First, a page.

February 28, 2007
Eli Lake is a good reporter, but his latest opinion piece in The New York Sun is seriously misguided. Lake is angry that liberal politicians and writers are voicing apologies for having supported the Iraq war: What the apologists are asking for, if only by default, is a return to the amorality of detente and Realpolitik. Again, Iraq demonstrates this.
As if you needed any more reasons to dislike Pat Riley . . . from the Reuters account of the Miami Heat's visit to the White House: Riley gave Bush a jersey and then told the audience: "I voted for the man. If you don't vote you don't count." Addressing reporters later, Riley denied that he had injected politics into the ceremony. "I'm pro-American, pro-democracy, I'm pro-government," the coach said. "I follow my boss.
February 26, 2007
On November 11, two men in green uniforms arrived at the home of Abakar Yussuf, then ordered his wife outside. "When she came out, they shot her in the back and she fell to the ground and died," Yussuf told Amnesty International. "They then took her by her feet and pulled her back into the house and set fire to it. ... When I returned to find my wife's body, all that was left were her bones." Four days later, in the same Chadian village, attackers threw Abdoulaye Khamis's 80-year-old brother into a hut they had set on fire. "I ran back ... and tried to save my brother," Khamis explained.
A new book about Nixon and China is out, and sure enough glowing words of praise for the former President and his debonair national security advisor are all over the newspapers. Orville Schell's review in The Washington Post is probably the most annoying of the bunch. This passage in particular caught my eye: So only a realist could go to China. A more sentimental or moralistic diplomat might well have been thrown off course by the thought of dealing with a Leninist dictatorship that had afflicted its people with almost every imaginable indignity in the name of Marxist revolution.
At Long Last, Sir
Joe Lieberman has an op-ed in today's Wall Street Journal. I found this passage particularly incredible: Will we allow our actions to be driven by the changing conditions on the ground in Iraq--or by the unchanging political and ideological positions long ago staked out in Washington? Unchanging political and ideological positions long ago staked out in Washington?
Who Controls Pakistan's Nukes?
Most policymakers and pundits don't seem to know how to deal with Pakistan. (I certainly don't.) On the one hand, the United States wants Musharraf to be more aggressive about hunting down Al Qaeda operatives in North Waziristan. On the other hand, moving too aggressively against that part of the country might cause Musharraf's government to collapse, in which case radical Islamists could seize power--and with it, control of Pakistan's nuclear arsenal.
February 23, 2007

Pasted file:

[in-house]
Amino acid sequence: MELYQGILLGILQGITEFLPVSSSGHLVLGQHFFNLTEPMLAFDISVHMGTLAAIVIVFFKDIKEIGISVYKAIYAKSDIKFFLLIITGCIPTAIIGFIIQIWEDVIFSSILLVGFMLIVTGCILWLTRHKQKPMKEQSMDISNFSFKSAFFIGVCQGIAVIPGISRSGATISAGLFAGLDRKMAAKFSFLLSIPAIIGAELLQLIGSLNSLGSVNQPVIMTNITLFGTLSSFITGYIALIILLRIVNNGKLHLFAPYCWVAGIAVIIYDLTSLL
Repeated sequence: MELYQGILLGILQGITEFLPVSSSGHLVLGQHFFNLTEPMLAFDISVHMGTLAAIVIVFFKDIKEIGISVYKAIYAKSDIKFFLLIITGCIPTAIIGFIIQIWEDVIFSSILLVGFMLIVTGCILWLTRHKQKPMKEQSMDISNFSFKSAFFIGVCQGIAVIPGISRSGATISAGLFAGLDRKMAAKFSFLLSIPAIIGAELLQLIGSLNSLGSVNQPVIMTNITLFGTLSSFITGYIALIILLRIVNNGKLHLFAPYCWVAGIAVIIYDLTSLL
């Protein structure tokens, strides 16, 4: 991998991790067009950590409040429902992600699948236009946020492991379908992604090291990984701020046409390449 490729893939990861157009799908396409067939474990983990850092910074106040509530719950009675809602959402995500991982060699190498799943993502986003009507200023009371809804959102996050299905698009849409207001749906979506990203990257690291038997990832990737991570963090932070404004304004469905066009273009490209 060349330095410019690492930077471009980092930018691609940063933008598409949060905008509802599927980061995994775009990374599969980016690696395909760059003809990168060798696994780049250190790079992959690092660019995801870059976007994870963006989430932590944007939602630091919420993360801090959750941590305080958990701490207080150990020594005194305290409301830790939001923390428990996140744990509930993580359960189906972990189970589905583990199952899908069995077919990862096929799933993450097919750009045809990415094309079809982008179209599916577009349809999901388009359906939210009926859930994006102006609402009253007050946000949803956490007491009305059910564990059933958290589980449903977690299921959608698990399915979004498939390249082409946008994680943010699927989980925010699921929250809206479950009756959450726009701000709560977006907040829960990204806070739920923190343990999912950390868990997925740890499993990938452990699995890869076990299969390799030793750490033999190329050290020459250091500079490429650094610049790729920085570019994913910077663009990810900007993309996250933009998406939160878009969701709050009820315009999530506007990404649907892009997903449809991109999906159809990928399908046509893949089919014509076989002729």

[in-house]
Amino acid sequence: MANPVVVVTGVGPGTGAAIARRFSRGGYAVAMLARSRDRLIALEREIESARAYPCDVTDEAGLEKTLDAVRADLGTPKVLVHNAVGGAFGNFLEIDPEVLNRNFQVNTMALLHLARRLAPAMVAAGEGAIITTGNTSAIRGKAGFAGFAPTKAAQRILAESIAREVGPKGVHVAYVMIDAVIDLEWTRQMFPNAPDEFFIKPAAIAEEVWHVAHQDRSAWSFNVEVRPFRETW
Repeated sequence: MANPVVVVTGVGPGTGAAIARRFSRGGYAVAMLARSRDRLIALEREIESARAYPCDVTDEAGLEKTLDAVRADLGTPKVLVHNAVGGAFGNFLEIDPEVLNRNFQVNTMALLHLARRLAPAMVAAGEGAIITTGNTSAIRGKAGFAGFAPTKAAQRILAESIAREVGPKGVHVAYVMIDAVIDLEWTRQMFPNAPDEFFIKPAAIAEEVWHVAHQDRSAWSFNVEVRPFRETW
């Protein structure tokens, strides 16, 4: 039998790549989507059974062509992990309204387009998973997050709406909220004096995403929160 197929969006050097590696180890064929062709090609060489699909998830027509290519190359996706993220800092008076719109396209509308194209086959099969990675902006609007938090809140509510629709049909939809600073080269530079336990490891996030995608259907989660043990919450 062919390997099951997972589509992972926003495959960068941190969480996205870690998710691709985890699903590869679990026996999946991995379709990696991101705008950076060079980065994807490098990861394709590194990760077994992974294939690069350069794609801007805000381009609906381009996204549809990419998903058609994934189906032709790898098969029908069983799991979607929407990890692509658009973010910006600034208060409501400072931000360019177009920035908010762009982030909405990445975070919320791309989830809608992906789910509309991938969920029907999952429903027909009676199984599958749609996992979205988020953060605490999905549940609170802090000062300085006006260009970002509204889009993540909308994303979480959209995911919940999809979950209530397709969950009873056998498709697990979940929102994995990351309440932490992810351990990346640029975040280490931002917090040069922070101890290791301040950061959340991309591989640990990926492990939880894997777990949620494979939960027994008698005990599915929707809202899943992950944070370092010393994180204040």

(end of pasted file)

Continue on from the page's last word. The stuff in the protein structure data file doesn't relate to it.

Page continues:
The Clintons And Money
I came down with Clinton fatigue somewhere near the end of the first term. I don't mean to one-up my friend David Geffen in this. He is not as temperamentally judgmental as I am, and--after all--he did have a more intimate station from which to view Bill and Hillary. If you're close to the first family when it is in the White House you are bound to a certain discretion. But, as someone once said, intimacy breeds contempt ... so, it follows, that longer-time intimacy breeds greater contempt.
Next week, the House will vote on the Employee Free Choice Act, which would allow employees in a workplace to organize as soon as a majority signed cards saying they wanted to do so. (Currently, workers have to go through NLRB-supervised elections that are prone to employer manipulation.) Opponents of card-check argue that labor bosses will just coerce employees into signing the cards, although as Ezra Klein points out, research shows that union intimidation during card-check elections is far, far less common than undue management pressure under the current system.
February 19, 2007
Requiring people to buy health insurance as if it were a driver's license has become the health care policy initiative du jour. This "individual mandate" model got its first official embrace when former Massachusetts Governor Mitt Romney, working with his Democratic state legislature, used such a scheme to cover all state residents. In January, California Governor Arnold Schwarzenegger proposed to implement a similar program.
On Dismissing Failed Executives
by Sanford LevinsonGenerally, I am not taken by comparisons of government with business. That most leaders have never met payrolls usually is of no importance to me. That being said, I do find myself increasingly interested in the responses of businesses, in a variety of realms, when confronted with what is perceived (sometimes inaccurately, of course) as the failure of executives to take the company forward.